As we head into a New Year, it might be nice to pause over a bit of good news recently announced by the Southern Poverty Law Center (SPLC). The SPLC, the Mississippi Department of Public Safety (DPS), and the Roderick and Solange MacArthur Justice Center worked together to significantly change procedures that affect more than 100,000 Mississippi citizens. Under the agreement reached, the State will no longer suspend licenses for failure to pay fines, the DPS will waive its $100 reinstatement fee, it will notify drivers that their licenses are no longer suspended, and – if their licenses have expired since they were suspended – will instruct motorists how to reinstate them. Additionally, DPS will no longer enforce a statute that authorizes license suspension for non-payment without first determining whether the person willfully failed to pay.
According to the SPLC’s announcement, “nearly 95 percent of residents of Mississippi travel to work by car. Low-income people with suspended licenses were often forced to choose between paying fines or using money for food, housing and health care – or to choose between driving with a suspended license and losing a job.” Under the old procedures, citizens were routinely punished primarily for being poor.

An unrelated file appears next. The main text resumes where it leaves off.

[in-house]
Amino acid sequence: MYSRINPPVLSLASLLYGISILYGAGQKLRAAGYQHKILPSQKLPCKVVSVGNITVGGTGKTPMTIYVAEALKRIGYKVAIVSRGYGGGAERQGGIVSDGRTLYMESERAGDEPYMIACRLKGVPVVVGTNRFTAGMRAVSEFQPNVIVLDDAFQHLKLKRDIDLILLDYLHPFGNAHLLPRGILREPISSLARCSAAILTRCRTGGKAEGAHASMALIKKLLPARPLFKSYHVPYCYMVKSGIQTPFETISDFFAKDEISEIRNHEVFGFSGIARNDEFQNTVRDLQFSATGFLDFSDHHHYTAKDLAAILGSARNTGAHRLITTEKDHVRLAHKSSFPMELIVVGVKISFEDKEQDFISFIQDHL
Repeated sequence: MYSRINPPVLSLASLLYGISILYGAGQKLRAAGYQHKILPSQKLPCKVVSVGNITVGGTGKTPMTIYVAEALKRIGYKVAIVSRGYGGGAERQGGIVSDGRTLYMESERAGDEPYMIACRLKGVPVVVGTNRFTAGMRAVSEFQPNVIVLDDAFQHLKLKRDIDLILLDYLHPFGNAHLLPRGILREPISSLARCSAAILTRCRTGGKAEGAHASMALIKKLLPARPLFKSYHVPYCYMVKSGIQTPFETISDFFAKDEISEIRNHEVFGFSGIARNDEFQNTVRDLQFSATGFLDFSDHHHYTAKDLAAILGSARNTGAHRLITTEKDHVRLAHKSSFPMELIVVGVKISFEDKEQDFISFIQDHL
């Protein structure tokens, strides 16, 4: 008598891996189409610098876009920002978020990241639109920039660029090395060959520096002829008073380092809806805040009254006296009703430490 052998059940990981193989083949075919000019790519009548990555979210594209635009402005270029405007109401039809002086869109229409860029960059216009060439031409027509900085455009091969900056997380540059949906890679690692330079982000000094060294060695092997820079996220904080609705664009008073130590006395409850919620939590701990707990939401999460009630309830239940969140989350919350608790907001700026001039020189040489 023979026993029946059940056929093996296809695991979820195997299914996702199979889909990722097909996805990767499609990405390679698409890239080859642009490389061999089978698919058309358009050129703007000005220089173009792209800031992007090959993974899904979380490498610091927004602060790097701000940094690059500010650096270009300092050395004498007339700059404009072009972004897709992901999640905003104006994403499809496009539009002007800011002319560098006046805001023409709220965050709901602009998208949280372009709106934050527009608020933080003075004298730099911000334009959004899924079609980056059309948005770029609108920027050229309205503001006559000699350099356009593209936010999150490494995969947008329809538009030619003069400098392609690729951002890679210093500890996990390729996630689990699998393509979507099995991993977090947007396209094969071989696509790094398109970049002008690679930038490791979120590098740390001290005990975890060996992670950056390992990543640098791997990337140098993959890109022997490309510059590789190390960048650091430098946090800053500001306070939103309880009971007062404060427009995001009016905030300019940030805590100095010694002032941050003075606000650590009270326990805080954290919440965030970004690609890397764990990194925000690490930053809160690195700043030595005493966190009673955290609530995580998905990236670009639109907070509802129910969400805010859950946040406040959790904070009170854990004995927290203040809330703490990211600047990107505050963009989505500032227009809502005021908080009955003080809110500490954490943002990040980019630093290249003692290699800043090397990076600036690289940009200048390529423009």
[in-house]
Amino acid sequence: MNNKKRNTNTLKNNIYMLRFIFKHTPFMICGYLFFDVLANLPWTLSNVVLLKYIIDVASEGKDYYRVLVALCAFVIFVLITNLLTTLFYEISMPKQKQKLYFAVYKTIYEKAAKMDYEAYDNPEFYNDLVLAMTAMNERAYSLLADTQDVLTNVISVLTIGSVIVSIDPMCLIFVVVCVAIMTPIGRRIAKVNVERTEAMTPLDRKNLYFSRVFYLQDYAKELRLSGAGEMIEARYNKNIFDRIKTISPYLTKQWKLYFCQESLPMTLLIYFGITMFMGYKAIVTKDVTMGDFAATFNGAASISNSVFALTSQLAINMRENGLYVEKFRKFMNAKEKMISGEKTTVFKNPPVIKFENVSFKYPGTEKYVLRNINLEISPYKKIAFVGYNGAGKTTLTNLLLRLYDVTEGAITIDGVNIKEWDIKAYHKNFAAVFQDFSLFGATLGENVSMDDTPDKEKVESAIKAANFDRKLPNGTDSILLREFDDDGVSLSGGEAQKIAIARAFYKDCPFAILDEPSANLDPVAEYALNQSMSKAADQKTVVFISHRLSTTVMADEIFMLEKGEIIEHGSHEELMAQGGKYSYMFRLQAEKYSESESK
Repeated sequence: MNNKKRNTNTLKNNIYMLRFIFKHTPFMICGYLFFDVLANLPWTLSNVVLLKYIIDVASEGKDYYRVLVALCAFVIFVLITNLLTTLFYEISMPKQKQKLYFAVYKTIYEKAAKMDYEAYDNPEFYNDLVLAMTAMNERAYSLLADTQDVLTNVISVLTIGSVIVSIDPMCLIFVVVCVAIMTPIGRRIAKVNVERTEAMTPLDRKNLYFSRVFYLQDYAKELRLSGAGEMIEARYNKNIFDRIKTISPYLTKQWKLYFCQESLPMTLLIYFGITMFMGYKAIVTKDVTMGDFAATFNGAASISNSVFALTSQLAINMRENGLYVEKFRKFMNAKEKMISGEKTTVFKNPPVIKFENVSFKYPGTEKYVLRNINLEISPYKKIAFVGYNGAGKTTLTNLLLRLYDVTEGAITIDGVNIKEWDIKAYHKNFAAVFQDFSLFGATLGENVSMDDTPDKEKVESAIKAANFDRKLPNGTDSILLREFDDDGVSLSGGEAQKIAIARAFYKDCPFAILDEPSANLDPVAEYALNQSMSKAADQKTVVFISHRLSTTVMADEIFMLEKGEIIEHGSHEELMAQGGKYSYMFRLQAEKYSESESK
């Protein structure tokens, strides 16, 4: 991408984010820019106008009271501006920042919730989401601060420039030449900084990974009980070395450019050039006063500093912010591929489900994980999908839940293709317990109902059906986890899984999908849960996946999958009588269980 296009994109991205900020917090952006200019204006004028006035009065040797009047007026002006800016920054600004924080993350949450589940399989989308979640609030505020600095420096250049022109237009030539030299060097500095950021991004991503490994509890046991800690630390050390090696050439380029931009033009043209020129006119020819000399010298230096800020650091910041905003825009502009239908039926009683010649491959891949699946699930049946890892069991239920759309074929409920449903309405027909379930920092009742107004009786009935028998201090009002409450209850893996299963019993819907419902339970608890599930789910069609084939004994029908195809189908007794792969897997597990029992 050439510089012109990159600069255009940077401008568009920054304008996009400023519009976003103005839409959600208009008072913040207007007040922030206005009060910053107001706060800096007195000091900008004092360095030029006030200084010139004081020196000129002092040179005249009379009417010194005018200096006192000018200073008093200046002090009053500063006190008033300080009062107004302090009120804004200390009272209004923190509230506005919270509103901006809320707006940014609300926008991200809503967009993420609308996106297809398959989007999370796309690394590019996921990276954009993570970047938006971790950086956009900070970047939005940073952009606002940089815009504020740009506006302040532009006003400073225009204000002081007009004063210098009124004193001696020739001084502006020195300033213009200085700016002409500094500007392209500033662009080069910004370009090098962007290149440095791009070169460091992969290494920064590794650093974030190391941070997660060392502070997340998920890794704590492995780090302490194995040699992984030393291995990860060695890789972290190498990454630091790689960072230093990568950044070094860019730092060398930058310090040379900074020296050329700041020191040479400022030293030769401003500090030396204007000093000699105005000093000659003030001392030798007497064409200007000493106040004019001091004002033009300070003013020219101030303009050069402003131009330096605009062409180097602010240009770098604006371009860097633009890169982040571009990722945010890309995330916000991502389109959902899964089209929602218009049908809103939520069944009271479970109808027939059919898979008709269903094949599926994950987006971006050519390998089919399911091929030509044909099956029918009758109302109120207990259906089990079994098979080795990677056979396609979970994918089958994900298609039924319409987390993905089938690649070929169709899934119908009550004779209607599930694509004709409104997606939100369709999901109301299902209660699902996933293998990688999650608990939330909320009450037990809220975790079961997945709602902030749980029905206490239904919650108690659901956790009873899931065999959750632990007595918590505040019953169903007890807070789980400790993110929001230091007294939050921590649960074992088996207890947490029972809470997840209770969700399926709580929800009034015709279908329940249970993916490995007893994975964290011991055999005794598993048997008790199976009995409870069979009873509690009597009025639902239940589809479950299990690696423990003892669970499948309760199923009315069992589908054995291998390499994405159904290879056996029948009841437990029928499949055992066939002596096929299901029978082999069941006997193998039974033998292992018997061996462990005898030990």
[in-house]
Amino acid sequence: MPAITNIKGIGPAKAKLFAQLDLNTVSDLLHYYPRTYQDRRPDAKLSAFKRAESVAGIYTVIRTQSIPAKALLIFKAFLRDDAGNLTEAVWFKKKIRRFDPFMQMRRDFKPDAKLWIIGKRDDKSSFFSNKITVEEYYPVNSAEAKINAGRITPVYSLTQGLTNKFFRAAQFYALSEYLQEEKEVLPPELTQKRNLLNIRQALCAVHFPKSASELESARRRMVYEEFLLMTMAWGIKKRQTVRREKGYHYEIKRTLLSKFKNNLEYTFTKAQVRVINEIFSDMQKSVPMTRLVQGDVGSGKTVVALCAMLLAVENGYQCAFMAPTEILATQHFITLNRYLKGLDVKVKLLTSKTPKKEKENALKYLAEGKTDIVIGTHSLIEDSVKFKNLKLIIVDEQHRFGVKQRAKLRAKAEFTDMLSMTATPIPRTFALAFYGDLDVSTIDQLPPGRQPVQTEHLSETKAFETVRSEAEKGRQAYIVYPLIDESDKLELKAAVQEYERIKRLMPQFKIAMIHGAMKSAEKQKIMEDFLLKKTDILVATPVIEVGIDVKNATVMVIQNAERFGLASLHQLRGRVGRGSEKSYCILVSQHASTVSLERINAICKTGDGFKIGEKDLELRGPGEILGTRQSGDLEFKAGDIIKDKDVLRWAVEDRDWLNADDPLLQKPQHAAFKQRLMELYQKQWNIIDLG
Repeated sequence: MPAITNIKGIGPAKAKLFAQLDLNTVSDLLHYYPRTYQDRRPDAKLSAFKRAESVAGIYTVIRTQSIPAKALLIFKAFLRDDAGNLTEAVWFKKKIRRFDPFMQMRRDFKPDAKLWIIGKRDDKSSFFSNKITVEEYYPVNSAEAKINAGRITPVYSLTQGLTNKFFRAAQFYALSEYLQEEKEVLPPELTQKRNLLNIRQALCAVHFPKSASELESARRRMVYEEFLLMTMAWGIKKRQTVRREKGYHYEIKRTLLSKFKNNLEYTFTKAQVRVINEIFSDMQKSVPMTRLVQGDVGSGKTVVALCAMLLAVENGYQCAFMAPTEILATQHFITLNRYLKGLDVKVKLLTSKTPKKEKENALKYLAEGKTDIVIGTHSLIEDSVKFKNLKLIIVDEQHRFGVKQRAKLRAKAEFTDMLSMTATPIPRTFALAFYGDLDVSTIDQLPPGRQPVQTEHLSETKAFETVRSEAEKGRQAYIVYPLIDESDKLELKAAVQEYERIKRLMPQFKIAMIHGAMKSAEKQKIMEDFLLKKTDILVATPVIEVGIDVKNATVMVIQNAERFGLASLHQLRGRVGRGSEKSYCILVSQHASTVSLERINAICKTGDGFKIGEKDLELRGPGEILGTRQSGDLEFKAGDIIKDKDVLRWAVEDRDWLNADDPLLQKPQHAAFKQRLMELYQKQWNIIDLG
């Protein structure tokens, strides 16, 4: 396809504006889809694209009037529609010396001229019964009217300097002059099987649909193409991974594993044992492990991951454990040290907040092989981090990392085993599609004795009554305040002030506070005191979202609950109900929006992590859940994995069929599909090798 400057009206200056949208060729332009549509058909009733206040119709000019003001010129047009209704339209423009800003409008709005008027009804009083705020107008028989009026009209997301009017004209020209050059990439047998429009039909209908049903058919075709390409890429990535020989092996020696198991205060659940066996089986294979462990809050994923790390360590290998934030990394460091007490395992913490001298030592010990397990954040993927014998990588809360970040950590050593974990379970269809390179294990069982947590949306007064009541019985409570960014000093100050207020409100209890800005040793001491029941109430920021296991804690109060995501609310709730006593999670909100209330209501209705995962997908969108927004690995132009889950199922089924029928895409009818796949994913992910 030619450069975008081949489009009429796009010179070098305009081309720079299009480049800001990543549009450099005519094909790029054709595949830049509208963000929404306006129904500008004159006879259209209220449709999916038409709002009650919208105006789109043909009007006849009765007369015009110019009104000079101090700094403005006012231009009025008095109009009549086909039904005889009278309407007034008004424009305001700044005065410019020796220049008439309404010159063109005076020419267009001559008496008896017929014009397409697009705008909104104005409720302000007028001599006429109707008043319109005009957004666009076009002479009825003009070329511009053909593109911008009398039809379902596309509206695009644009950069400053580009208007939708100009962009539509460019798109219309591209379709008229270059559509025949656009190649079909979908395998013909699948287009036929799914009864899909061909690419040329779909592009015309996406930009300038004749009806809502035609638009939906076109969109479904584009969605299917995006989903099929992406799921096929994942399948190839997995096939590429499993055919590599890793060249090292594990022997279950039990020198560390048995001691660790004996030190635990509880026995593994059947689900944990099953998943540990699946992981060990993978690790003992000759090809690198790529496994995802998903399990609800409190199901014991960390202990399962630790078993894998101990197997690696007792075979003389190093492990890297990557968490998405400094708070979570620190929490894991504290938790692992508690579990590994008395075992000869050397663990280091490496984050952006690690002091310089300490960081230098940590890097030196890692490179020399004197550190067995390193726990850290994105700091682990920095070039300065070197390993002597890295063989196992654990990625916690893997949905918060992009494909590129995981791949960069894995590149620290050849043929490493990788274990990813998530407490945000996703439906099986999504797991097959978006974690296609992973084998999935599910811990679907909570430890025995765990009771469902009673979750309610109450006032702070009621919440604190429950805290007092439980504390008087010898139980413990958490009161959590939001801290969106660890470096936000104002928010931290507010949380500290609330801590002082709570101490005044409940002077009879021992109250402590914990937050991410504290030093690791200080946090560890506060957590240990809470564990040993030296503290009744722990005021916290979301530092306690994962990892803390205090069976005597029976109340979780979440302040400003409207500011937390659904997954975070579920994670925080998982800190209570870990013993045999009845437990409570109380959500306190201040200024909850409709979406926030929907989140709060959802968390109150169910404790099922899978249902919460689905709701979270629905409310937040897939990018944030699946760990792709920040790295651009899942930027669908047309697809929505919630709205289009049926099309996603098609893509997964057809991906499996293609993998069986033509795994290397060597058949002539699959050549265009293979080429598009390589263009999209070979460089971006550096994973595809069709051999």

Mississippi has the highest percentage of impoverished citizens in the nation, at 22 percent. Prior to the agreement just reached, “DPS would automatically suspend a license, without asking people why they could not pay and without giving them extra time to pay or an alternative punishment like community service.” Thus “the new procedures could spare many people from further impoverishment.”
Needless to say, we should also be asking why, in the richest nation in the world, we still have states like Mississippi with such high rates of poverty and where access to adequate public transportation is so limited. But for the moment, let us just be grateful that a coalition of private and government entities has worked together to right a wrong affecting hundreds of Americans.